How the Talmud Deals with Cases Where Evidentiary Standards Interfere with Justice

March 22 2018

In the talmudic system of criminal justice—which had ceased to be operative by the time the Talmud was redacted—the standards of evidence for a capital conviction are extremely high. Thus, in one case, a rabbi reports having seen one man chase another into a building while waving a sword; when the rabbi entered, he found the first holding a bloody sword, standing over the other’s corpse. The rabbi lamented that there were no grounds for convicting the murderer. Sarah Zager comments on how the talmudic sages addressed what they saw as a flaw in their own system:

Though many contemporary readers of the rabbinic tradition champion the rabbis’ strict legal procedures, the rabbis themselves also criticize it harshly. . . . The rabbis explicitly describe what is supposed to happen when it is clear that a murder has been committed, but the legal requirements for conviction cannot be met. “Someone who murders a person without witnesses is taken into the domed chamber and is fed meager bread and scant water.” [Then], the criminal should be . . . “fed barley until his intestines explode.” . . .

This is a strange . . . kind of judicial self-restraint indeed. But that doesn’t mean that it is devoid of all ethical insight; nor does it undermine the conventional reading of rabbinic legal procedure. Instead, the text gives voice to a powerful moral impulse. . . . The rabbis have seen someone shed blood, and, with their hands tied, they imagine (it’s unclear that they ever actually carried out this procedure) what they would want to happen to the person who so brazenly transgressed a deeply held moral norm. . . .

Just as we can learn from the Talmud’s demand for moral outrage, we can also learn something from the form that it takes. The possibilities that the Talmud explores for extrajudicial punishment are extraordinarily violent, perhaps even more violent than the ones that rabbinic law sanctions explicitly. . . .

The rabbis’ response to [their sense of outrage at the thought that the guilty would go unpunished] was to use their rich imaginations to devise a form of revenge that would settle the moral accounts and to include those narratives alongside their legal discussions. We can follow their example by making space for moral disgust in our public discourse, even if that disgust is [part of] a shared public discourse that occurs outside the courtroom.

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More about: Halakhah, Judaism, Morality, Religion & Holidays, Talmud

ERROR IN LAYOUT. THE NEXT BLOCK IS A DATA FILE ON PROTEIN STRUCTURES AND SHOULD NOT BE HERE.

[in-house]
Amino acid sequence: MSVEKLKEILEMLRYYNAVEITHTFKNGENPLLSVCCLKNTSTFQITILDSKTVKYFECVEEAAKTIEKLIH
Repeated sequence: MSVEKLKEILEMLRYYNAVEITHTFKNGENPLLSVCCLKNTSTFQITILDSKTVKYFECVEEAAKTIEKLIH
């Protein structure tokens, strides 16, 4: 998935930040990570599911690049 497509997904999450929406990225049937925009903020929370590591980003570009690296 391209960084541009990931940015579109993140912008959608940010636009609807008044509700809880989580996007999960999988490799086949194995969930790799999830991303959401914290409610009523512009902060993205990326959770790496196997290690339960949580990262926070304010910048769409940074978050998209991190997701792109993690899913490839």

“Ending the War in Yemen” Would Lead to More Bloodshed and Threaten Global Trade

Dec. 13 2018

A bipartisan movement is afloat in Congress to end American support for the Saudi-led coalition currently fighting the Iran-backed Houthi rebels in Yemen. With frustration at Riyadh over the killing of Jamal Khashoggi, reports of impending famine and a cholera outbreak in Yemen, and mounting casualties, Congress could go so far as to cut all funding for U.S. involvement in the war. But to do so would be a grave mistake, argues Mohammed Khalid Alyahya:

Unfortunately, calls to “stop the Yemen war,” though morally satisfying, are fundamentally misguided. . . . A precipitous disengagement by the Saudi-led coalition . . . would have calamitous consequences for Yemen, the Middle East, and the world at large. The urgency to end the war reduces that conflict, and its drivers, to a morality play, with the coalition of Arab states cast as the bloodthirsty villain killing and starving Yemeni civilians. The assumption seems to be that if the coalition’s military operations are brought to a halt, all will be well in Yemen. . . .

[But] if the Saudi-led coalition were to cease operations, Iran’s long arm, the Houthis, would march on areas [previously controlled by the Yemeni government] and exact a bloody toll on the populations of such cities as Aden and Marib with the same ruthlessness with which they [treated] Sanaa and Taiz during the past three years. The rebels have ruled Sanaa, kidnapping, executing, disappearing, systematically torturing, and assassinating detractors. In Taiz, they fire mortars indiscriminately at the civilian population and snipers shoot at children to force residents into submission.

[Moreover], an abrupt termination of the war would leave Iran in control of Yemen [and] deal a serious blow to the global economy. Iran would have the ability to obstruct trade and oil flows from both the Strait of Hormuz and the Bab el-Mandeb strait. . . . About 24 percent of the world’s petroleum and petroleum products passes through these two waterways, and Iran already has the capability to disrupt oil flows from Hormuz and threatened to do so this year. Should Iran acquire that capability in Bab el-Mandeb by establishing a foothold in the Gulf of Aden, even if it chose not to utilize this capability oil prices and insurance costs would surge.

Allowing Tehran to control two of the most strategic choke points for the global energy market is simply not an option for the international community. There is every reason to believe that Iran would launch attacks on maritime traffic. The Houthis have mounted multiple attacks on commercial and military vessels over the past several years, and Iran has supplied its Yemeni proxy with drone boats, conventional aerial drones, and ballistic missiles.

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More about: Iran, Oil, Politics & Current Affairs, Saudi Arabia, U.S. Foreign policy, Yemen